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|Initial release||SixTrack: 1 September 2004|
Test4Theory: 1 August 2011
|As of||April 2021|
|Average performance||144 TFLOPS|
LHC@home is a distributed computing project for particle physics based on the Berkeley Open Infrastructure for Network Computing (BOINC) platform. The project's computing power is utilized by physicists at CERN in support of the Large Hadron Collider and other experimental particle accelerators.
The project is run with the help of over 9,300 active volunteer users contributing more than 18,300 computers processing at a combined 144 teraFLOPS as of April 2021[update]. The project is cross-platform, and runs on a variety of computer hardware configurations.
The LHC@home project currently runs four applications—Atlas, CMS, SixTrack, and Test4Theory—which deal with different aspects of research conducted in LHC like calculating particle beam stability and simulating proton collisions. Atlas, CMS, and Test4Theory use VirtualBox, an x86 virtualization software package. In 2017, all of the Virtualbox Projects were moved over to LHC@home to join SixTrack.
Atlas uses volunteer computing power to run simulations of the ATLAS experiment. It can be run in VirtualBox or natively on Linux.
Beauty (LHCb) compared the decay of bottom quarks (
) and bottom antiquarks (
), which also known as beauty quarks. The participation of volunteers in the application was suspended indefinitely on 19 November 2018.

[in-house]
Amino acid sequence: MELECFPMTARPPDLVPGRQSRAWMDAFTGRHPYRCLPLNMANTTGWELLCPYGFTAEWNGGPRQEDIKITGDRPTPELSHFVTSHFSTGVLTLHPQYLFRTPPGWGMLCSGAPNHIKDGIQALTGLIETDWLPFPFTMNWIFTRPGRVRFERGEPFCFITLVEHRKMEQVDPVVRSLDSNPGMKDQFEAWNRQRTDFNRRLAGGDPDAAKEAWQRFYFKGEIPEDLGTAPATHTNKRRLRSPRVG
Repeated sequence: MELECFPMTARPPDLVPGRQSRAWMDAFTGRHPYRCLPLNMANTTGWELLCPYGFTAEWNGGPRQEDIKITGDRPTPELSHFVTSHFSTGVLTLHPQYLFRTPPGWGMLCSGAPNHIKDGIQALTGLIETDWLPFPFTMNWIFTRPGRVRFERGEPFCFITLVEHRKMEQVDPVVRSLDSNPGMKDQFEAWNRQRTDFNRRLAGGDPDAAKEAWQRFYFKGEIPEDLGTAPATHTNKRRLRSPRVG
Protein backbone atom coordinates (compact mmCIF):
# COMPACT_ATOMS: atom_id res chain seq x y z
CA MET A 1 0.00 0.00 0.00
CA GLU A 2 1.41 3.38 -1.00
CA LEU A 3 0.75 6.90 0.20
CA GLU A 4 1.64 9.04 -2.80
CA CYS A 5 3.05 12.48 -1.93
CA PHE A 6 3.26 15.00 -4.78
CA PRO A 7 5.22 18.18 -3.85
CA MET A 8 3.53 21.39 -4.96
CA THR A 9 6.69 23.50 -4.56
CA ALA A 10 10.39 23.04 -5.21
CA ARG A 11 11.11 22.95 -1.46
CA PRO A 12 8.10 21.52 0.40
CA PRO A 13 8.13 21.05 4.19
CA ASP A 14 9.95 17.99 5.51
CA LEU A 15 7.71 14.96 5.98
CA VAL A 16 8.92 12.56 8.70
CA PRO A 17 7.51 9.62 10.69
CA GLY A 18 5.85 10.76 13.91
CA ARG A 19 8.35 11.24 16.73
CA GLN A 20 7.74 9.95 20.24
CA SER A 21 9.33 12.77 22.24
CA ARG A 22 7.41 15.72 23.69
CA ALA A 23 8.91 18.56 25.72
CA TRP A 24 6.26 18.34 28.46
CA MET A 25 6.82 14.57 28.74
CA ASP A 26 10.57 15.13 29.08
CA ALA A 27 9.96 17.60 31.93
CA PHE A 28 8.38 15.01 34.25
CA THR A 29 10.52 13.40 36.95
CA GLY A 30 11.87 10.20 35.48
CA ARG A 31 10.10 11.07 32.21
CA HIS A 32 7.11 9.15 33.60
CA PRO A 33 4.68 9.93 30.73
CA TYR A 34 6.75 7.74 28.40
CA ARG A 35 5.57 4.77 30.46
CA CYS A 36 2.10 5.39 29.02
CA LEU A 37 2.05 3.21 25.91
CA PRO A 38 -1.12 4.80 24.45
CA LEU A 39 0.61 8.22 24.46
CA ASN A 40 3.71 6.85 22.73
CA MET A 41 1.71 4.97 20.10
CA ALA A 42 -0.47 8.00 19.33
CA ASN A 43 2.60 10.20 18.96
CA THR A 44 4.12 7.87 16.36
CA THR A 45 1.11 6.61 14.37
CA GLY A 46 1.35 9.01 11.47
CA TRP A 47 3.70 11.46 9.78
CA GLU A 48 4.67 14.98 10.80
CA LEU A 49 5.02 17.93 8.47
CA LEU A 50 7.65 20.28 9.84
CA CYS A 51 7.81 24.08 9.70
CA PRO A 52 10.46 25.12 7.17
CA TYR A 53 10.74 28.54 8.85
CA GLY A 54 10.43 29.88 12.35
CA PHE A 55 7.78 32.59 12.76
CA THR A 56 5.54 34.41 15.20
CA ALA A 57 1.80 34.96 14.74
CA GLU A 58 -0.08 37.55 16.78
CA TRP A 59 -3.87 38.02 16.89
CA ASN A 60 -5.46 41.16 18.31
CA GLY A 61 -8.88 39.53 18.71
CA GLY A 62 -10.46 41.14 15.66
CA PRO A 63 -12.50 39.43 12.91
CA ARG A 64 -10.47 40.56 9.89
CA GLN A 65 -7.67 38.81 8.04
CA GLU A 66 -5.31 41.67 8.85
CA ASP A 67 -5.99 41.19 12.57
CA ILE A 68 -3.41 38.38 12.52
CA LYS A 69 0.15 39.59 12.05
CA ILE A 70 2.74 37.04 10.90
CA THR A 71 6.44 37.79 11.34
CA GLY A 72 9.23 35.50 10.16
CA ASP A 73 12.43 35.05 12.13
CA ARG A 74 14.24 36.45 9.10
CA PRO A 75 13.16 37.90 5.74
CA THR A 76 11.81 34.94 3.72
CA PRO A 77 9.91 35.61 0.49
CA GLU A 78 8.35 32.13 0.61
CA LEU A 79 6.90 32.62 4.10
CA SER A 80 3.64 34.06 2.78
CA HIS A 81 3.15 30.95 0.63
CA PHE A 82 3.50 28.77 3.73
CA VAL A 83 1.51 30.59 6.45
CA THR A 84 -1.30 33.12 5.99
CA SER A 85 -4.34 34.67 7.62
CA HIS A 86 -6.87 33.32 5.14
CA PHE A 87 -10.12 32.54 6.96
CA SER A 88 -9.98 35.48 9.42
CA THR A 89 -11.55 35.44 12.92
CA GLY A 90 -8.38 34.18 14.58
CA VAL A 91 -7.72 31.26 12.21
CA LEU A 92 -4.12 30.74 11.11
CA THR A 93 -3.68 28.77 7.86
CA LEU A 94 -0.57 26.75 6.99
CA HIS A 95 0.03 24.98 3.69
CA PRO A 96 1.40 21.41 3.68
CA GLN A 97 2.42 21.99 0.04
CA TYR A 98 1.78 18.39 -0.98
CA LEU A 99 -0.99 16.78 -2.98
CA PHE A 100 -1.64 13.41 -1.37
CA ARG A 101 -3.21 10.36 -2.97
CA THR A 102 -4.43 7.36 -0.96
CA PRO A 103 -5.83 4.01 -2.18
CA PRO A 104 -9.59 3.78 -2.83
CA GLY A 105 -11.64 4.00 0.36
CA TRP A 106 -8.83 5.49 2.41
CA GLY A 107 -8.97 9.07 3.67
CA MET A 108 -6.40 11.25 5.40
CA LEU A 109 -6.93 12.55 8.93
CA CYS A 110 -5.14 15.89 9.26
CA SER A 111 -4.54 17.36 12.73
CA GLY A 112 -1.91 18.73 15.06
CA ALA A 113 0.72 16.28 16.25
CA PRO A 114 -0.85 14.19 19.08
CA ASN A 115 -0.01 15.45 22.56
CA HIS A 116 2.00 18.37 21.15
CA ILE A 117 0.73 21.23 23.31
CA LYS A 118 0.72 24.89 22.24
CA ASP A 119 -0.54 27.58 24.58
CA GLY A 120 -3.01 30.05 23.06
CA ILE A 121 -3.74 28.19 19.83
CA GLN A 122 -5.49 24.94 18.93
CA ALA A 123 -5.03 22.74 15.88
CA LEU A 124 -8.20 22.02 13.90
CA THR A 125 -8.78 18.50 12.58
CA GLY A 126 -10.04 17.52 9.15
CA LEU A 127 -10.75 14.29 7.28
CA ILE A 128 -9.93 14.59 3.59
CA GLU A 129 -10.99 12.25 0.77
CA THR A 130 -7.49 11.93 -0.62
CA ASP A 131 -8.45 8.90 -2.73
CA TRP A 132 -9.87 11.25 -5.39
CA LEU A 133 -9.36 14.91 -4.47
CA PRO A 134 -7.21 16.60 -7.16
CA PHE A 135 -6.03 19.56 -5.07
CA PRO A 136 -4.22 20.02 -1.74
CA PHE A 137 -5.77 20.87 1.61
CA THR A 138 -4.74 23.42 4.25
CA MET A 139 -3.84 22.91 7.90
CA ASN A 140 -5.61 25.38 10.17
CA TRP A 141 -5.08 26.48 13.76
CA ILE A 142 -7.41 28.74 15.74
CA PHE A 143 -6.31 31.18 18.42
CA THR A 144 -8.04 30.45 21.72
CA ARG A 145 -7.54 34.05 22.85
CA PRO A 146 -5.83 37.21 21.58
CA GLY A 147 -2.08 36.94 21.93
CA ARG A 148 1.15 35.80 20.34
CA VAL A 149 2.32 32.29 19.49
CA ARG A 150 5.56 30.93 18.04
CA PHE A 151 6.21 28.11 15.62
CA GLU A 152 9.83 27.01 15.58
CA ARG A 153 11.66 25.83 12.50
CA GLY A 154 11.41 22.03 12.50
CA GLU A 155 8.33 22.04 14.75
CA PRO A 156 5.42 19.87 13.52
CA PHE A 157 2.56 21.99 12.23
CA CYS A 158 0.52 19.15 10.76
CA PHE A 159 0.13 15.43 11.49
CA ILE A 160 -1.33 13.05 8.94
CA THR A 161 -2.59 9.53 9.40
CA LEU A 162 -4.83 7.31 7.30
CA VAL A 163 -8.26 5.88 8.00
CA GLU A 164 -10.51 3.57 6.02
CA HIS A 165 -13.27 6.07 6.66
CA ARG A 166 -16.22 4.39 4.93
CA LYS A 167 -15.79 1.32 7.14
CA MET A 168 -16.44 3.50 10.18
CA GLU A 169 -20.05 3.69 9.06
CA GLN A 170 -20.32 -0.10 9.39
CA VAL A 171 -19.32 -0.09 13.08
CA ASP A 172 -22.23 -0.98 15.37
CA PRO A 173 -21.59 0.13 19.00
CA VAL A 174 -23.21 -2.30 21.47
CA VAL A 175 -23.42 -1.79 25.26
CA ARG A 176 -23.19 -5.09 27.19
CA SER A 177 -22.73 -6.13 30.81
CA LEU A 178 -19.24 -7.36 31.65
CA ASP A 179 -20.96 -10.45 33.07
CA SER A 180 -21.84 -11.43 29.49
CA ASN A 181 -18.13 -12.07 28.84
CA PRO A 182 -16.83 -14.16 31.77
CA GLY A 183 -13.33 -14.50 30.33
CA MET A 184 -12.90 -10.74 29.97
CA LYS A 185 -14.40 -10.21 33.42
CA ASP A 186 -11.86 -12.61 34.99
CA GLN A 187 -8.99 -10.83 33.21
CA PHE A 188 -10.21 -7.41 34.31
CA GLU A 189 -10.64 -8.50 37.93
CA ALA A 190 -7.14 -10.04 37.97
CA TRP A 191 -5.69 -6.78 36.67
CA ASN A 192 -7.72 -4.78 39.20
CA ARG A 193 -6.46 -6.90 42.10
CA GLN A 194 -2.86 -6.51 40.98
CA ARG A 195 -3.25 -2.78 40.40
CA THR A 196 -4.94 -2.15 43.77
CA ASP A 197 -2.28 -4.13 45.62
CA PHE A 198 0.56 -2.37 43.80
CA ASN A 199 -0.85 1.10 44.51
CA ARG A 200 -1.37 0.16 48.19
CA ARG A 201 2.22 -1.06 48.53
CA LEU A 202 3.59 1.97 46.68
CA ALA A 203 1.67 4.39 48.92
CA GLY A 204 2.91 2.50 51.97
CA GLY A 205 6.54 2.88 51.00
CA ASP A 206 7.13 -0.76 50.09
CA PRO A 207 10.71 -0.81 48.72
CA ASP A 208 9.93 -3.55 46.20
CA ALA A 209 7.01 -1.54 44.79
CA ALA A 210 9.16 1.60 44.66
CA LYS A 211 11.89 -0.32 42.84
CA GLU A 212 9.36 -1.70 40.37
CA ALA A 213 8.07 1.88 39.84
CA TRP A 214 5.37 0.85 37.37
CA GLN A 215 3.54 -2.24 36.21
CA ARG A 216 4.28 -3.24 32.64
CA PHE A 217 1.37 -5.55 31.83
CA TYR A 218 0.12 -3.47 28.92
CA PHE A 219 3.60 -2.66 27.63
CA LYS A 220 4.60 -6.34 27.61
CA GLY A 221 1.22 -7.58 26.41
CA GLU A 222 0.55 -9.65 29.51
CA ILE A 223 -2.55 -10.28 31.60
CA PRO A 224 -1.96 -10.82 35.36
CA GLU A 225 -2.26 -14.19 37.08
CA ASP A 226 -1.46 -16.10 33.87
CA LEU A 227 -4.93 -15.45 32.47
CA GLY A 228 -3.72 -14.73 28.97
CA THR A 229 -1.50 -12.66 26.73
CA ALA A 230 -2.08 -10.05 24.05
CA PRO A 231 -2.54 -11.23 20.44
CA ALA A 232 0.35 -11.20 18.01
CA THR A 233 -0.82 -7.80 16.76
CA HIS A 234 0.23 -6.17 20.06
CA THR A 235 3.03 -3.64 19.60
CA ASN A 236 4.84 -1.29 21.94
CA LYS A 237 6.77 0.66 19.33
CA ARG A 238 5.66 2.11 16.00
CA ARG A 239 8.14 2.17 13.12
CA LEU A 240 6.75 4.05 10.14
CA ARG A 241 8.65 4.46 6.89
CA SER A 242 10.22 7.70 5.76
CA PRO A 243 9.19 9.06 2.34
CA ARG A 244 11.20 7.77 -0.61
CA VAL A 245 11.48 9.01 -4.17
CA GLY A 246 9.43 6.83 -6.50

SixTrack was first introduced as a beta on 1 September 2004 and a record 1000 users signed up within 24 hours. The application went public, with a 5000 user limit, on September 29 to commemorate CERN's 50th anniversary. Currently there is no user limit and qualification. Data from the application is utilized by engineers to improve the operation and efficiency of the accelerator, and to predict possible problems that could arise from adjustment or modification of the LHC's equipment.
SixTrack simulates particles accelerating through the 27 km (17 mi)-long LHC to find their orbit stability. In one workunit, 60 particles are simulated travelling 100,000 or 1,000,000 loops, which would take about 10 seconds in an actual run. The orbit stability data is used to detect if a particle in orbit goes off-course and runs into the tube wall—if this happened too often in actual running, this would cause damage to the accelerator which would need repairs.
The Test4Theory application allows volunteers to run simulations of high energy particle collisions on their home computers. These simulations use theoretical models based on the Standard Model of particle physics, and are calculated using Monte Carlo methods. The theoretical models have adjustable parameters and the aim is that a given set of parameters (called a "tune") will fit the widest possible range of experimental results.
The Test4Theory results are therefore submitted to a database which contains a very wide set of experimental data from many accelerator experiments worldwide, including of course experiments at the Large Hadron Collider. The database and the theoretical fitting process is part of the project MCPLots, based in the Theory Unit at CERN.
- "Server Status". LHCAtHome.CERN.ch. CERN. Retrieved 11 April 2021.
- "BOINC projects list". Retrieved 30 April 2020. CS1 maint: discouraged parameter (link)
- "LHC@home". LHCAtHome.CERN.ch. CERN. Retrieved 23 December 2020. CS1 maint: discouraged parameter (link)
- "Applications". LHCAtHome.CERN.ch. CERN. Retrieved 11 April 2021.
- Roiser, Stefan (19 November 2018). "Pausing Submission of LHCb Applications". LHCAtHome.CERN.ch. CERN. Retrieved 22 December 2020.
- "CMS@Home". LHCAtHome.Web.CERN.ch. CERN. Retrieved 11 April 2021.